The World Is Flat
In America, the snack and baking industries are responding with natural products that are filled with an assortment of grains. Some producers of grain-based foods seem to have the whole world in their hands when it comes to healthy baking.
“Flatbreads are the new big item for family and fast food restaurants,” Adams notes. “Whole grain tortillas are selling like hotcakes — pardon the pun.”
Last year, for instance, Mi Rancho Tortillas rolled out its Healthy Mex line, which is composed of all the better-for-you products that the San Leandro, Calif.-based company introduced over the years, including a battery of varieties containing higher amounts of fiber, whole wheat and whole grains. The line includes low-carb and low-fat options, too.
Meanwhile, Gruma Corp., Irvine, Texas, introduced Mission Tortillas Plus!-Carb Balance Flour Tortillas, available in taco size. Each tortilla has 7 g. net carbohydrates and 5 g. protein, and is a good source of fiber.
More recently, Santa Fe Tortilla Co. introduced South Beach Diet Wraps in multigrain and whole wheat varieties. Each is made with extra virgin olive oil. According to Mintel, the 110-calorie wraps from the Santa Fe, N.M.-based company contain Omega-3, have 8 g. of fiber and are free from trans fats, saturated fats, hydrogenated oils and cholesterol. The company also introduced home-style whole grain tortillas.
Sergio Valle, who’s in charge of East Coast sales for Minsa Corp., a producer of corn masa and ingredients for tortillas and Mexican foods, notes that developing better-for-you products fits naturally with a number of ethnic baked goods and snacks.
“Mainstream America considers ethnic foods healthier due to more natural products and some methods used for shelf life,” Valle explains. “In comparison to our fast food restaurants and products being modified to accommodate shelf life, people are being more cautious about what they are eating.”
Corn tortillas, for example, have transitioned from the Hispanic culture into the mainstream American diet, he adds. Adding whole grains or developing multigrain alternatives can transform of perceptions of conventional baked goods into value-added products that could reduce heart disease or control weight problems.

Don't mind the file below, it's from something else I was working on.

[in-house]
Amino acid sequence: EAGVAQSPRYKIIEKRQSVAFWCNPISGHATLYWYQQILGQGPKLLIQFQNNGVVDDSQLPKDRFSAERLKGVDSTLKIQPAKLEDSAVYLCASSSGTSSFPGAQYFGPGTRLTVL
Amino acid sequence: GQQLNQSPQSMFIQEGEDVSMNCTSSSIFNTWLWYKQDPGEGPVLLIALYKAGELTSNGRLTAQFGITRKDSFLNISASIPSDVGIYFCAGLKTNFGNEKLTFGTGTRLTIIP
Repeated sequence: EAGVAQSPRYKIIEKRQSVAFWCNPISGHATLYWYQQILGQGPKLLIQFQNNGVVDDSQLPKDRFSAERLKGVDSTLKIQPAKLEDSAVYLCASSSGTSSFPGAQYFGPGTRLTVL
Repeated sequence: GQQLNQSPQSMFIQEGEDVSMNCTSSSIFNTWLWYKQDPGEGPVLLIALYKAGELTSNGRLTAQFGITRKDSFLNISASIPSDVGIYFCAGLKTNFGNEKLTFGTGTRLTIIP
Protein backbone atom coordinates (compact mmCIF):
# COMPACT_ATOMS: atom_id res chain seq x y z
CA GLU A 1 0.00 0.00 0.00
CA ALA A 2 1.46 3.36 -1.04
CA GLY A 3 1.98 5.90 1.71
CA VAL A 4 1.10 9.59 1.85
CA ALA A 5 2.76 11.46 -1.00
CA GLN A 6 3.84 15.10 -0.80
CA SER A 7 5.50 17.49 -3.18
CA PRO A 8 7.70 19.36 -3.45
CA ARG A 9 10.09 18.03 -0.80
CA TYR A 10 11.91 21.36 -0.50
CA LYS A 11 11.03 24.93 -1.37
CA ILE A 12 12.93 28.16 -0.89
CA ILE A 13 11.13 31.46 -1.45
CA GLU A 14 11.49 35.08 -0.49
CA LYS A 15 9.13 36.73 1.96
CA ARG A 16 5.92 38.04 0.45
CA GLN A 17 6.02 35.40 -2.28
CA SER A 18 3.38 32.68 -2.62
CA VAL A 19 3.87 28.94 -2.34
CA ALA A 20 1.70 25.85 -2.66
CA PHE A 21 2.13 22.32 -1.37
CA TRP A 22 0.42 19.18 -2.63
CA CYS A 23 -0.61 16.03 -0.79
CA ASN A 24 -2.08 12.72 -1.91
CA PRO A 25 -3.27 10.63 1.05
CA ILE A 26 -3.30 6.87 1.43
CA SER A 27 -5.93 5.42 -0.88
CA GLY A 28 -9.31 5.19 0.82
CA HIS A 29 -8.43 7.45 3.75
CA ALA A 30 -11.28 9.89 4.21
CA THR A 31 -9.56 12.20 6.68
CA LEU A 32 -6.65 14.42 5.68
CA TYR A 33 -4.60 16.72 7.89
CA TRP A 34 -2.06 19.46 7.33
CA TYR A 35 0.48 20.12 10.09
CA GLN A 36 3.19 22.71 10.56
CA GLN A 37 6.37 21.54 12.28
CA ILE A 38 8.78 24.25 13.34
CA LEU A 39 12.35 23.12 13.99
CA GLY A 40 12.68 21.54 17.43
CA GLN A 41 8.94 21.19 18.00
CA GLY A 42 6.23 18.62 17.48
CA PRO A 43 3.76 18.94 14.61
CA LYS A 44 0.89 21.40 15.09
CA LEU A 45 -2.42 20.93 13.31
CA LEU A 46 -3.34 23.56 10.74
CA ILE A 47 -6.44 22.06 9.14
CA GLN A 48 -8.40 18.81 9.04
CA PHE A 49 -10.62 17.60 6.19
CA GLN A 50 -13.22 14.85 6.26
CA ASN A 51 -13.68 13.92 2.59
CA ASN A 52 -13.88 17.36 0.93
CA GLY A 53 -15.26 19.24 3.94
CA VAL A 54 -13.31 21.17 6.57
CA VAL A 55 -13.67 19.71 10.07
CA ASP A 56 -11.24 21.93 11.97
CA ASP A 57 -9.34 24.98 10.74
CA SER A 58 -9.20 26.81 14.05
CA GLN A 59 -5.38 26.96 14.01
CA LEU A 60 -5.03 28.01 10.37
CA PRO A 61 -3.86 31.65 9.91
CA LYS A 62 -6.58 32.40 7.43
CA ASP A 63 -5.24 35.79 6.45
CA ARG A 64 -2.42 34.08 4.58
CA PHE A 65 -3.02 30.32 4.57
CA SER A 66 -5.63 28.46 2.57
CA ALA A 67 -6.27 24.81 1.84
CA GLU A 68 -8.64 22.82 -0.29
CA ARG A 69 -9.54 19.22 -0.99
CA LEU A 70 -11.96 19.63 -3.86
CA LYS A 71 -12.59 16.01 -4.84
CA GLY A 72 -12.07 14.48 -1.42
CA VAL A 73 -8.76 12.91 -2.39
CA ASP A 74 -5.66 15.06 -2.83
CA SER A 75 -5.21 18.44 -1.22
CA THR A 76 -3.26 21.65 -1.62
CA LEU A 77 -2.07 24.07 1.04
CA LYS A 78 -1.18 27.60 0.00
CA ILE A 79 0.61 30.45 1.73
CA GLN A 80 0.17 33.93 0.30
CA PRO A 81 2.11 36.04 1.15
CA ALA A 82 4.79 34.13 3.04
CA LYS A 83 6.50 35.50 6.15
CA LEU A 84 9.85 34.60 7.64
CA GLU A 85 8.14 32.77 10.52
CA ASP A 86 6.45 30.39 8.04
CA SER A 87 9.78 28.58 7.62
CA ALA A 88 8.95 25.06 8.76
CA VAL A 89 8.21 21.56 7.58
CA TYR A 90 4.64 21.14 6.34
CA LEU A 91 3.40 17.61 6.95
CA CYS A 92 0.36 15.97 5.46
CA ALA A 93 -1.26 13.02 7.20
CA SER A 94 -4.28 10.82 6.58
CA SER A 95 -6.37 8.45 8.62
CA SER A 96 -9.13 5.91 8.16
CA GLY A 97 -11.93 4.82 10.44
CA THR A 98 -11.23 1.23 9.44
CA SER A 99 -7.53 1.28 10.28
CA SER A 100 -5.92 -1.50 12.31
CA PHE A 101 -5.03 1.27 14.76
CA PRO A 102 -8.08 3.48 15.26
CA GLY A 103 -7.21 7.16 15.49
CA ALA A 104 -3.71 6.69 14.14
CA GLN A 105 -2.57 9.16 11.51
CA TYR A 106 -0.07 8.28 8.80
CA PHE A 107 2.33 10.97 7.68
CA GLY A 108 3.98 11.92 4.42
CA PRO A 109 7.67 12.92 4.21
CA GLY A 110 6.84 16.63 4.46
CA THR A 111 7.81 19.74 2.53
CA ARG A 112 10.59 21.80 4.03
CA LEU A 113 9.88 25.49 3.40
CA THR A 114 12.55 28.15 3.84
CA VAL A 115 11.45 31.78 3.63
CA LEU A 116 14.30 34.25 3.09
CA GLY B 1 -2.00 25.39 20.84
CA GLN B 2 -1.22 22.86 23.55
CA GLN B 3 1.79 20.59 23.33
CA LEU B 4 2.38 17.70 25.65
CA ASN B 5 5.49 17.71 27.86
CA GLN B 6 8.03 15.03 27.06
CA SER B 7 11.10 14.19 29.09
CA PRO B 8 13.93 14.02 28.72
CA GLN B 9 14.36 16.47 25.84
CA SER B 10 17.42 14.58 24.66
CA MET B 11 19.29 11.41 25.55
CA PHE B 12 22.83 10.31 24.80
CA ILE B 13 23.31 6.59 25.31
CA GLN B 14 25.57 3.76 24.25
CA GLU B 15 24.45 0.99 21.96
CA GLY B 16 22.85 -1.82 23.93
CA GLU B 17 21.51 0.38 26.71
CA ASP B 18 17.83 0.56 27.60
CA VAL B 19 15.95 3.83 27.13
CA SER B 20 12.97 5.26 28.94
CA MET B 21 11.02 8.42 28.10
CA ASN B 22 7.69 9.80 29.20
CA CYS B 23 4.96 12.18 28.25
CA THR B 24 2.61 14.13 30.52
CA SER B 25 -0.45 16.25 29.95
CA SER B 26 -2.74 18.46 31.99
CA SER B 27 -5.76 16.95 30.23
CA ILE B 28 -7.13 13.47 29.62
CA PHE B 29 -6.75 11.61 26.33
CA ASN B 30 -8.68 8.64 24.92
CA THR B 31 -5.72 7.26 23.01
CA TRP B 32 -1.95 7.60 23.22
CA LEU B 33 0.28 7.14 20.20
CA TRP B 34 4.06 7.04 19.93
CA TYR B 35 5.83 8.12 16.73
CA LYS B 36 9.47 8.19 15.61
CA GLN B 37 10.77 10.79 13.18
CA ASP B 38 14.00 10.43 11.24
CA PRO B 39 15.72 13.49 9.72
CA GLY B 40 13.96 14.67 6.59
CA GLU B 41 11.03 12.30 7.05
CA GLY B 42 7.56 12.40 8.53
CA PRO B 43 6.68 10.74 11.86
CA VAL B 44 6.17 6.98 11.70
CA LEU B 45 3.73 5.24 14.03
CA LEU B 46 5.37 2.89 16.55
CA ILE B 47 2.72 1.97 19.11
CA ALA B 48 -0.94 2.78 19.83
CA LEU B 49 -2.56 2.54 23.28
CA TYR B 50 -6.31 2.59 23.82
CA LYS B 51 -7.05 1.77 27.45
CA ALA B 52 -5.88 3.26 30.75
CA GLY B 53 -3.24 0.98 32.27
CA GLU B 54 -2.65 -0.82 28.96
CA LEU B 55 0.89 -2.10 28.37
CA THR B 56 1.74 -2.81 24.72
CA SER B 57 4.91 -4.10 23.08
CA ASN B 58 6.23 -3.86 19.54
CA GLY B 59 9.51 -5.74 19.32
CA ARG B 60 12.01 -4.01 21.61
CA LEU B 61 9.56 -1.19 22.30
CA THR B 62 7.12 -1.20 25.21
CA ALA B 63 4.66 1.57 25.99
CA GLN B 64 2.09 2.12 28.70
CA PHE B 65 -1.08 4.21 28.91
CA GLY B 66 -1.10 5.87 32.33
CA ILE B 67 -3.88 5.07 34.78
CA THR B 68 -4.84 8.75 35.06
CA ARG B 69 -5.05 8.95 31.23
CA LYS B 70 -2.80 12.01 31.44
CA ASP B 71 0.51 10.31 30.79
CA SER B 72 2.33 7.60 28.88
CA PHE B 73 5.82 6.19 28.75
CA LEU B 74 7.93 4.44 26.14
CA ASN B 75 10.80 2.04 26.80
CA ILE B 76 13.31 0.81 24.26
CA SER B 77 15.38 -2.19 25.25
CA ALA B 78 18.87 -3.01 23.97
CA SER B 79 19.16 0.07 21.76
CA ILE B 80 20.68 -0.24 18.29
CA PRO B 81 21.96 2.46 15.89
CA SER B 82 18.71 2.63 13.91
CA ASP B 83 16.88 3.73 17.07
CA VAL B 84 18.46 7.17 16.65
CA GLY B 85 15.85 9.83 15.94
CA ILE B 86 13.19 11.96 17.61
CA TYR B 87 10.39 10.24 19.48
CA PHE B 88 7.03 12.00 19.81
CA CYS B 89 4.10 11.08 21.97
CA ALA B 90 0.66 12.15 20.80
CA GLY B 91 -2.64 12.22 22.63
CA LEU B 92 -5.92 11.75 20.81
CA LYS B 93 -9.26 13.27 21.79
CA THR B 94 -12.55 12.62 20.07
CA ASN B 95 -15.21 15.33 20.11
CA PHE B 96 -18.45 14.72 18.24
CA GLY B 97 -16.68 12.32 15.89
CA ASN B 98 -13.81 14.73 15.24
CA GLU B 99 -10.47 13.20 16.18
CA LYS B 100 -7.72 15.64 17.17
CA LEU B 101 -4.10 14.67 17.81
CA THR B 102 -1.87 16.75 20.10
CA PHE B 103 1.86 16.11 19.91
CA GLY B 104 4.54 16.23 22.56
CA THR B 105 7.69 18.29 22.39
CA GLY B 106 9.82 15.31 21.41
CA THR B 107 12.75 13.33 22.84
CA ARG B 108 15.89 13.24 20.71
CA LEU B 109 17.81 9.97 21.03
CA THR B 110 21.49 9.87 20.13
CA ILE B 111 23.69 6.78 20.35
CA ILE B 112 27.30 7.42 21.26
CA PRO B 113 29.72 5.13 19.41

“I believe products that are labeled, processed and geared toward the health conscious are on the cutting edge,” he says.
Adams points to consumption of Mexican dishes, which jumped 367% annually for children ages 6-11 between 1978 and 2002. Among older kids ages 12-19 the amount of Mexican food that they ate each year grew by more than fivefold over that same period, she says. At the same time, however, the amount of milk these groups drank declined significantly.
“This is a great opportunity to make sure tortillas and tortilla chips are fortified with folic acid and perhaps calcium,” Adams notes.
Portion Control Rules
Not surprisingly, the industry’s major players are targeting various ethnic groups with healthy products.
Kellogg Co., for example, unveiled a Hispanic marketing program at last year’s Food Marketing Institute show in Chicago. The Battle Creek, Mich.-based company’s multicultural group has developed in-store displays, research tools, bilingual point-of-sale materials and recipes reaching out to Spanish-speaking consumers.
Likewise, Minneapolis-based General Mills last year introduced a multicultural marketing program called Que Rica Vida that’s geared at Hispanics, as well as “Serving up Soul,” which is aimed at African Americans. As demographics continue to shift, the company notes, it’s important to appeal to growing consumer segments with targeted promotional programs.
Jumping on various ethnic diets regimens also can be effective in targeting consumers.
“Mediterranean and East Indian Foods are the rave at the moment,” says George Kashou, vice president and owner of Milwaukee-based Kangaroo Brands, a producer of pita bread and chips.